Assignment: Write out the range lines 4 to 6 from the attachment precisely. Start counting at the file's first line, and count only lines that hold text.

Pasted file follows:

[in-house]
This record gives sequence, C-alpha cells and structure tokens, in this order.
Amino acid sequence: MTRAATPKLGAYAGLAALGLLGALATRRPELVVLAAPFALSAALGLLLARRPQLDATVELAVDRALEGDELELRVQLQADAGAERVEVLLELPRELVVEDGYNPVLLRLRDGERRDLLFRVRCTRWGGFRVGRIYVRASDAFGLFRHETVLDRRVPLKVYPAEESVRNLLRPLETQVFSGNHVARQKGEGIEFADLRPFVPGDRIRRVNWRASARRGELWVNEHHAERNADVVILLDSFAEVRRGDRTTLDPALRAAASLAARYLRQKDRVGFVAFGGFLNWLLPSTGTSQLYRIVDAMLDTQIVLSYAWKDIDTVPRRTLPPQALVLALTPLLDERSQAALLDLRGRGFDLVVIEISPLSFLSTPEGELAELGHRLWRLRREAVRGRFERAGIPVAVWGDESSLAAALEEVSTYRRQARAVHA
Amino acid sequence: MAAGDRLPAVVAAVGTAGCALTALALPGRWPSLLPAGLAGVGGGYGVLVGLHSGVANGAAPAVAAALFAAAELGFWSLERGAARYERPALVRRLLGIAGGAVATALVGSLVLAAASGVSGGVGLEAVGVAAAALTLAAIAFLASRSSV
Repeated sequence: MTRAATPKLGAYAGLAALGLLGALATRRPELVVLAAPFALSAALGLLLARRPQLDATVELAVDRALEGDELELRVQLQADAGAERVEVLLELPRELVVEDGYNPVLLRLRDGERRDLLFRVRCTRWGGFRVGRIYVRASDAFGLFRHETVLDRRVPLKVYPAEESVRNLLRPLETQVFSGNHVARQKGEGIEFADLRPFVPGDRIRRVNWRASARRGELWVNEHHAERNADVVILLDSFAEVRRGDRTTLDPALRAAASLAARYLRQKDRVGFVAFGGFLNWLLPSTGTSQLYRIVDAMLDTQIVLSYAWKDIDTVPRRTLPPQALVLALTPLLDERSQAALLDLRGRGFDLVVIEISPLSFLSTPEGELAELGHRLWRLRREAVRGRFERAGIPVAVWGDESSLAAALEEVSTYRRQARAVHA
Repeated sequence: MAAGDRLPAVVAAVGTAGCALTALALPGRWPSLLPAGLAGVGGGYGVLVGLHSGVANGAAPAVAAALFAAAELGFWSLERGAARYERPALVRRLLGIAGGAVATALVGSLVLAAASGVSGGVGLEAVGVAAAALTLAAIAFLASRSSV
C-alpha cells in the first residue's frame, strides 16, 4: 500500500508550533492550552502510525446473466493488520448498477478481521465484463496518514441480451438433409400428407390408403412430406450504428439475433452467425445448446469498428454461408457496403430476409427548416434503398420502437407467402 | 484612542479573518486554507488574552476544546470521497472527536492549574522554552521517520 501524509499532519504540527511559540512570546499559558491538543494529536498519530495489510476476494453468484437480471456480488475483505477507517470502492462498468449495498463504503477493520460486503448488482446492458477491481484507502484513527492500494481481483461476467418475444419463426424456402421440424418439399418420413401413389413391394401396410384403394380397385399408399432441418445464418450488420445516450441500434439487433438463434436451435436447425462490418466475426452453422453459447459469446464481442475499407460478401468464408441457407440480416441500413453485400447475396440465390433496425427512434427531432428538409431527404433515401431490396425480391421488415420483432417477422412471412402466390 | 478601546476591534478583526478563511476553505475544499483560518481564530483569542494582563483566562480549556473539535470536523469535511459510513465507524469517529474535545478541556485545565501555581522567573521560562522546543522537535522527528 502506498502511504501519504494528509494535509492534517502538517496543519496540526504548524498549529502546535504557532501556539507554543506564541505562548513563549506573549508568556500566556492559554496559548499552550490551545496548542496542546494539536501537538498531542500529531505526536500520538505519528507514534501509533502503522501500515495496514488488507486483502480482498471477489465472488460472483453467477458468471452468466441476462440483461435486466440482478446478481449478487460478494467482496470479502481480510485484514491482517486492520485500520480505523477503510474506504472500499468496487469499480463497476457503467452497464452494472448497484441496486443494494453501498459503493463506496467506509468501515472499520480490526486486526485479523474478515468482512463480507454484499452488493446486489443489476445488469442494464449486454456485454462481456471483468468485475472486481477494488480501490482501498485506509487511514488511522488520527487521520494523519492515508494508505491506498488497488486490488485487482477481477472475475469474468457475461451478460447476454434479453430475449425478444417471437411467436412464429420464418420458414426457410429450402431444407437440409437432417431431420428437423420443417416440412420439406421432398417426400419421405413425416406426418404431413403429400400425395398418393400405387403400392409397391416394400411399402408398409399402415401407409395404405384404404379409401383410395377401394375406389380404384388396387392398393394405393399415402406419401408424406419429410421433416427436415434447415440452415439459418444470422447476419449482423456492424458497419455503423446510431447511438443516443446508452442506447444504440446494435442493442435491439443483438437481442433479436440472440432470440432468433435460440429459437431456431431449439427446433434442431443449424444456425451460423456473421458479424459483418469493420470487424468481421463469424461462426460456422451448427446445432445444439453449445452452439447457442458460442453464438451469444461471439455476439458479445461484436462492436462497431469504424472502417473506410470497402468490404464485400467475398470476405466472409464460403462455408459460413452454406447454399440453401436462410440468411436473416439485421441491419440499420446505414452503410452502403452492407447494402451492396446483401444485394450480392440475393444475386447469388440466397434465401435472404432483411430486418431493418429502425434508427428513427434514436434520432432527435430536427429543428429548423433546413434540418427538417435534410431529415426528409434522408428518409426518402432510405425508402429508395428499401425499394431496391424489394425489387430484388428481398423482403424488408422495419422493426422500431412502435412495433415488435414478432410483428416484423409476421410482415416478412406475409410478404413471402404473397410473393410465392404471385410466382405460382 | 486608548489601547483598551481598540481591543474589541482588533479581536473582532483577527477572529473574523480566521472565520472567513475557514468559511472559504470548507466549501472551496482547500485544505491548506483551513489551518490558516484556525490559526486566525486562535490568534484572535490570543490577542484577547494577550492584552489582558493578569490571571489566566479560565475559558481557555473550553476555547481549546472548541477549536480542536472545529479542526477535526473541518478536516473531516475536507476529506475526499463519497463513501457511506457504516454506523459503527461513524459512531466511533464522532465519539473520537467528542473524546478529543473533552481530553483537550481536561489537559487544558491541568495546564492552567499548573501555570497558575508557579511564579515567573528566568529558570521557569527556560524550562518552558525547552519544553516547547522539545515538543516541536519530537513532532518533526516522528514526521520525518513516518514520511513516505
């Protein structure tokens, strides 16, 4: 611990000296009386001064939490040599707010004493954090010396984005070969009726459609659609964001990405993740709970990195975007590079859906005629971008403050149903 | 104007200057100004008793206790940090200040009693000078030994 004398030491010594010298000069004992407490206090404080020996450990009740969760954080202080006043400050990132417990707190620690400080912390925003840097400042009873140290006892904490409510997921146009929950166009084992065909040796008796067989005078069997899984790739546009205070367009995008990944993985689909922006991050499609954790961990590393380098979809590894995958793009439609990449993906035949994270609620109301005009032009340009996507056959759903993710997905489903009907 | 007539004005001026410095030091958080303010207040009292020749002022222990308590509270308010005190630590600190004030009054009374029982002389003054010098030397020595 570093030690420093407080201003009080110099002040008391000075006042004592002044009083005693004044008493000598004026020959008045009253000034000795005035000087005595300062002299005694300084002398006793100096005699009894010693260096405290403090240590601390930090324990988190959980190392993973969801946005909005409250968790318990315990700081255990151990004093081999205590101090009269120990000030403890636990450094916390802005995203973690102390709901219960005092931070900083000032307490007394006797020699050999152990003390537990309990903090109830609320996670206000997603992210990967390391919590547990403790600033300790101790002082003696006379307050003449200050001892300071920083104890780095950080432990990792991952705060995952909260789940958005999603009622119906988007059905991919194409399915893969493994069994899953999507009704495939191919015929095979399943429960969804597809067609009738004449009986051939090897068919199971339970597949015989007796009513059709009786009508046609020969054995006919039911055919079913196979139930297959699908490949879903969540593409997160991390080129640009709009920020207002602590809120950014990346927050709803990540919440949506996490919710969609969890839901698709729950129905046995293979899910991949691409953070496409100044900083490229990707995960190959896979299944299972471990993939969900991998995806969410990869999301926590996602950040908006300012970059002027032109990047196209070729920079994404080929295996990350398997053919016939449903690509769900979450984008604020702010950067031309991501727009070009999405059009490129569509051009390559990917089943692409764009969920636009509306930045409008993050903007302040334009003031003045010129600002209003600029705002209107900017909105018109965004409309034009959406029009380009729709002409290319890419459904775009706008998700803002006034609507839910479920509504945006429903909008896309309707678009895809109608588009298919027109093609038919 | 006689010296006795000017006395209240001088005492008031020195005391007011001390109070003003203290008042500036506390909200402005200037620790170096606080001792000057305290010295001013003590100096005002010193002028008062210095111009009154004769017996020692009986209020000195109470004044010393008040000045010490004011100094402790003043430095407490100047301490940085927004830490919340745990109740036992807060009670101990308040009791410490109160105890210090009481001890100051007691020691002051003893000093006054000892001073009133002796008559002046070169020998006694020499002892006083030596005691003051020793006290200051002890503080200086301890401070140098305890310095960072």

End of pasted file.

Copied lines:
Amino acid sequence: MAAGDRLPAVVAAVGTAGCALTALALPGRWPSLLPAGLAGVGGGYGVLVGLHSGVANGAAPAVAAALFAAAELGFWSLERGAARYERPALVRRLLGIAGGAVATALVGSLVLAAASGVSGGVGLEAVGVAAAALTLAAIAFLASRSSV
Repeated sequence: MTRAATPKLGAYAGLAALGLLGALATRRPELVVLAAPFALSAALGLLLARRPQLDATVELAVDRALEGDELELRVQLQADAGAERVEVLLELPRELVVEDGYNPVLLRLRDGERRDLLFRVRCTRWGGFRVGRIYVRASDAFGLFRHETVLDRRVPLKVYPAEESVRNLLRPLETQVFSGNHVARQKGEGIEFADLRPFVPGDRIRRVNWRASARRGELWVNEHHAERNADVVILLDSFAEVRRGDRTTLDPALRAAASLAARYLRQKDRVGFVAFGGFLNWLLPSTGTSQLYRIVDAMLDTQIVLSYAWKDIDTVPRRTLPPQALVLALTPLLDERSQAALLDLRGRGFDLVVIEISPLSFLSTPEGELAELGHRLWRLRREAVRGRFERAGIPVAVWGDESSLAAALEEVSTYRRQARAVHA
Repeated sequence: MAAGDRLPAVVAAVGTAGCALTALALPGRWPSLLPAGLAGVGGGYGVLVGLHSGVANGAAPAVAAALFAAAELGFWSLERGAARYERPALVRRLLGIAGGAVATALVGSLVLAAASGVSGGVGLEAVGVAAAALTLAAIAFLASRSSV